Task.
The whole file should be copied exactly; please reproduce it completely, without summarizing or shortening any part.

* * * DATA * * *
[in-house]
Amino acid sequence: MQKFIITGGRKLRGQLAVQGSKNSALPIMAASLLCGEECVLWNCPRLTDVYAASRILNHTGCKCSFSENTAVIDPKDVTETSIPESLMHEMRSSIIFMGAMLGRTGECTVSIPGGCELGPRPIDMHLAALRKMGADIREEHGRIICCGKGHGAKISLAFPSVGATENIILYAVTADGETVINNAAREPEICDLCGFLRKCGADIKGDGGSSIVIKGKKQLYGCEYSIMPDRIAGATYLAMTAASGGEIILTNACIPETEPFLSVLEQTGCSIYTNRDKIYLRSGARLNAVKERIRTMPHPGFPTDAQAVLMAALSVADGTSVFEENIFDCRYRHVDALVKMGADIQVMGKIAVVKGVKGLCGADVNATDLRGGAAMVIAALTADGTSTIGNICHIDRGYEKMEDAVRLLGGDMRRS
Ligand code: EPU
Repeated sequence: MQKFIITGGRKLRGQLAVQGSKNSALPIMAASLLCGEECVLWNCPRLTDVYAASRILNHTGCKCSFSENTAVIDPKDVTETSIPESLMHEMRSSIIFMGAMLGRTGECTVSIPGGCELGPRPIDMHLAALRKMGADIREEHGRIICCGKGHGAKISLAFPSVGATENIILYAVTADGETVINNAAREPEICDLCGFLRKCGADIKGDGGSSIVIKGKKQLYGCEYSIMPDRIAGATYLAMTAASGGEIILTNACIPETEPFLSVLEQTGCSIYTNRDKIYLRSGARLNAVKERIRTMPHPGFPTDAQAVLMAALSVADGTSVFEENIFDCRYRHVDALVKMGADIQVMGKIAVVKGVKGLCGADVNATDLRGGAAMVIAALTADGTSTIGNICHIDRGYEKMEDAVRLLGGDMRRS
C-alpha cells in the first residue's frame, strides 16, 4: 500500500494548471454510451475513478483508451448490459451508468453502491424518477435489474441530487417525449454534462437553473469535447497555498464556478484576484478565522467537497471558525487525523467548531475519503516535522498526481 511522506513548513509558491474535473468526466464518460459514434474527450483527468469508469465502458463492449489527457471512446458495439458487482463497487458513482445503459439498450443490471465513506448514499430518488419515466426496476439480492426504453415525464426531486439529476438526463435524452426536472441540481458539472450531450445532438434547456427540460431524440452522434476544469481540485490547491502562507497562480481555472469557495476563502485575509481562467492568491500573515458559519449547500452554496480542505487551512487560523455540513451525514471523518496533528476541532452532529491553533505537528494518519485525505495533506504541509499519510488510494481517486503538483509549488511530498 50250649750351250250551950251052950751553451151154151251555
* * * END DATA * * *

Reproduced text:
[in-house]
Amino acid sequence: MQKFIITGGRKLRGQLAVQGSKNSALPIMAASLLCGEECVLWNCPRLTDVYAASRILNHTGCKCSFSENTAVIDPKDVTETSIPESLMHEMRSSIIFMGAMLGRTGECTVSIPGGCELGPRPIDMHLAALRKMGADIREEHGRIICCGKGHGAKISLAFPSVGATENIILYAVTADGETVINNAAREPEICDLCGFLRKCGADIKGDGGSSIVIKGKKQLYGCEYSIMPDRIAGATYLAMTAASGGEIILTNACIPETEPFLSVLEQTGCSIYTNRDKIYLRSGARLNAVKERIRTMPHPGFPTDAQAVLMAALSVADGTSVFEENIFDCRYRHVDALVKMGADIQVMGKIAVVKGVKGLCGADVNATDLRGGAAMVIAALTADGTSTIGNICHIDRGYEKMEDAVRLLGGDMRRS
Ligand code: EPU
Repeated sequence: MQKFIITGGRKLRGQLAVQGSKNSALPIMAASLLCGEECVLWNCPRLTDVYAASRILNHTGCKCSFSENTAVIDPKDVTETSIPESLMHEMRSSIIFMGAMLGRTGECTVSIPGGCELGPRPIDMHLAALRKMGADIREEHGRIICCGKGHGAKISLAFPSVGATENIILYAVTADGETVINNAAREPEICDLCGFLRKCGADIKGDGGSSIVIKGKKQLYGCEYSIMPDRIAGATYLAMTAASGGEIILTNACIPETEPFLSVLEQTGCSIYTNRDKIYLRSGARLNAVKERIRTMPHPGFPTDAQAVLMAALSVADGTSVFEENIFDCRYRHVDALVKMGADIQVMGKIAVVKGVKGLCGADVNATDLRGGAAMVIAALTADGTSTIGNICHIDRGYEKMEDAVRLLGGDMRRS
C-alpha cells in the first residue's frame, strides 16, 4: 500500500494548471454510451475513478483508451448490459451508468453502491424518477435489474441530487417525449454534462437553473469535447497555498464556478484576484478565522467537497471558525487525523467548531475519503516535522498526481 511522506513548513509558491474535473468526466464518460459514434474527450483527468469508469465502458463492449489527457471512446458495439458487482463497487458513482445503459439498450443490471465513506448514499430518488419515466426496476439480492426504453415525464426531486439529476438526463435524452426536472441540481458539472450531450445532438434547456427540460431524440452522434476544469481540485490547491502562507497562480481555472469557495476563502485575509481562467492568491500573515458559519449547500452554496480542505487551512487560523455540513451525514471523518496533528476541532452532529491553533505537528494518519485525505495533506504541509499519510488510494481517486503538483509549488511530498 50250649750351250250551950251052950751553451151154151251555